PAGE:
Panagya Ekatontapyliani - Our Lady of Hundred Gates at the Greek island of Paros
One of the most renowned Greek Orthodox temples, dedicated to the Holy Mother of Christ, is the Ekatontapyliani at the Greek island of Paros, central Aegean Sea. Ekatontapyliani is actually a complex of temples built around a central yard, similar to a monastery’s. The most ancient of those temples is the one dedicated to St Nicholas, patron of mariners, constructed in the 3rd or 4th century.
According to legend, the mother of Greco-Roman Emperor Constantine (early 4th century) sailed from Constantinopolis (called Istanbul today) and was headed to the Holy Land, in order to find the Holy Cross of Jesus Christ. The boat she sailed on pulled in the hospitable port of Paros and Helene Augusta prayed in the little temple existing at the time. There she had a vision about the successful issue of her mission and she solemnly promised she would built a larger, more magnificent temple after accomplishing it.
Helene eventually returned to Constantinopolis, newly-established Greco-Roman capital, having restored the Holy Cross. Following these events, the Emperor financed constructions on the site, either by expanding the original temple or by building a new one, dedicated to the Mother of God. The existence of Mary’s temple is testified with certainty from the 6th century onwards, when Emperor Justinianus undertook works on the said temple.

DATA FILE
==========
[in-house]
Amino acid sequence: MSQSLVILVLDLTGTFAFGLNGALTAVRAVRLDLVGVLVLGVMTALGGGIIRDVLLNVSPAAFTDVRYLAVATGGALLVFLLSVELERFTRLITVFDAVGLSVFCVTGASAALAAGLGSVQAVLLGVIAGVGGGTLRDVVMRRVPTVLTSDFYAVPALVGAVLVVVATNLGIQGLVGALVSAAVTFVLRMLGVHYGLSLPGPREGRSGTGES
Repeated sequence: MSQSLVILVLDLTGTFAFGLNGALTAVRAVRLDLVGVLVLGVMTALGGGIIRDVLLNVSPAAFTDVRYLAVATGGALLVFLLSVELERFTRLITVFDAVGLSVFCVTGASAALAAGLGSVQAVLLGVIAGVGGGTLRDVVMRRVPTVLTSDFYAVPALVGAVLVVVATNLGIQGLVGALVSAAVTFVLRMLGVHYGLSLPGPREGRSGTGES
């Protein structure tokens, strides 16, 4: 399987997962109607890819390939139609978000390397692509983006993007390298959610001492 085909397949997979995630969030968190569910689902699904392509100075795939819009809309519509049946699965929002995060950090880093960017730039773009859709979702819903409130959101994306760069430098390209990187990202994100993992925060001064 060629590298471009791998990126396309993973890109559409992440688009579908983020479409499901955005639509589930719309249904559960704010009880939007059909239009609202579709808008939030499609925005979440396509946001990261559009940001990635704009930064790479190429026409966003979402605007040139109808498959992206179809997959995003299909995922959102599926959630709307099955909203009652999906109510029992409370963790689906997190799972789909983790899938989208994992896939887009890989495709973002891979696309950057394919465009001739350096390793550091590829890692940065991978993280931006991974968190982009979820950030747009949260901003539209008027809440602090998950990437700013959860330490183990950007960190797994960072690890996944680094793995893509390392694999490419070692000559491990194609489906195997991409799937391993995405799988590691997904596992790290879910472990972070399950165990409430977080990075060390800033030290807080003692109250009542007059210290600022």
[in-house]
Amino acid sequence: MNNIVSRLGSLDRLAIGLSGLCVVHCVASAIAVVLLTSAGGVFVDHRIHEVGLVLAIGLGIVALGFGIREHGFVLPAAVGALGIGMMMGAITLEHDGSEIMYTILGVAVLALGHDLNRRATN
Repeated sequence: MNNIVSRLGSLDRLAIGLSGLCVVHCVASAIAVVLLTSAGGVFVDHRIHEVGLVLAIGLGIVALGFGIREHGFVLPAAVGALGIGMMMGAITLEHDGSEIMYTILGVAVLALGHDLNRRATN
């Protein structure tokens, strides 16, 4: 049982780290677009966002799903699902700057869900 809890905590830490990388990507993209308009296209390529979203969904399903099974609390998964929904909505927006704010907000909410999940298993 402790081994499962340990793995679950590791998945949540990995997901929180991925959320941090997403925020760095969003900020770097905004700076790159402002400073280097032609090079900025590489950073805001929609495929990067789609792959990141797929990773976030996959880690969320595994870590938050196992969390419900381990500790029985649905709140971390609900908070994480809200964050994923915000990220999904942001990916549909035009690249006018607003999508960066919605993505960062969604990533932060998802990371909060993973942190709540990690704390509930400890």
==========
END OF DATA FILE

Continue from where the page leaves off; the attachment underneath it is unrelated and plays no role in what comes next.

The religious feast of Our Lady Of Hundred Gates is celebrated with great honors each year on the day of death, or Dormition of the Mother of God. The 15th of August, or Dekapentávgustos, as it is called by the Greeks, is a public holiday and a major solemn celebration all over Greece, with various events, processions and festivities organized to commemorate it. The Greek islands exhibit a special and intense devotion to Virgin Mary and their mid-August religious feasts are always exuberant, a touching experience for those who wish to participate.Ekatontapyliani means “[The Temple] With Hundred Gates” — but this name appears for the first time in the early 17th century. Most probably the name is a corruption of the adjective Katapoliani, meaning “The Downtown [Temple]”; nevertheless, it was the folk tale about the Hundred Gates that prevailed finally. The popular legend goes as follows: When, in 1453, Constantinopolis, last rampart of Greek Orthodoxy and former wealthy and powerful capital of the Byzantine Empire, was sieged and conquered by the Ottoman army (the so-called Fall of the Polis) the hundredth gate of Ekatontapyliani vanished by miracle and the temple was left with only ninety-nine doors. People expect the gate to reappear when Istanbul is once again restored to the Greeks.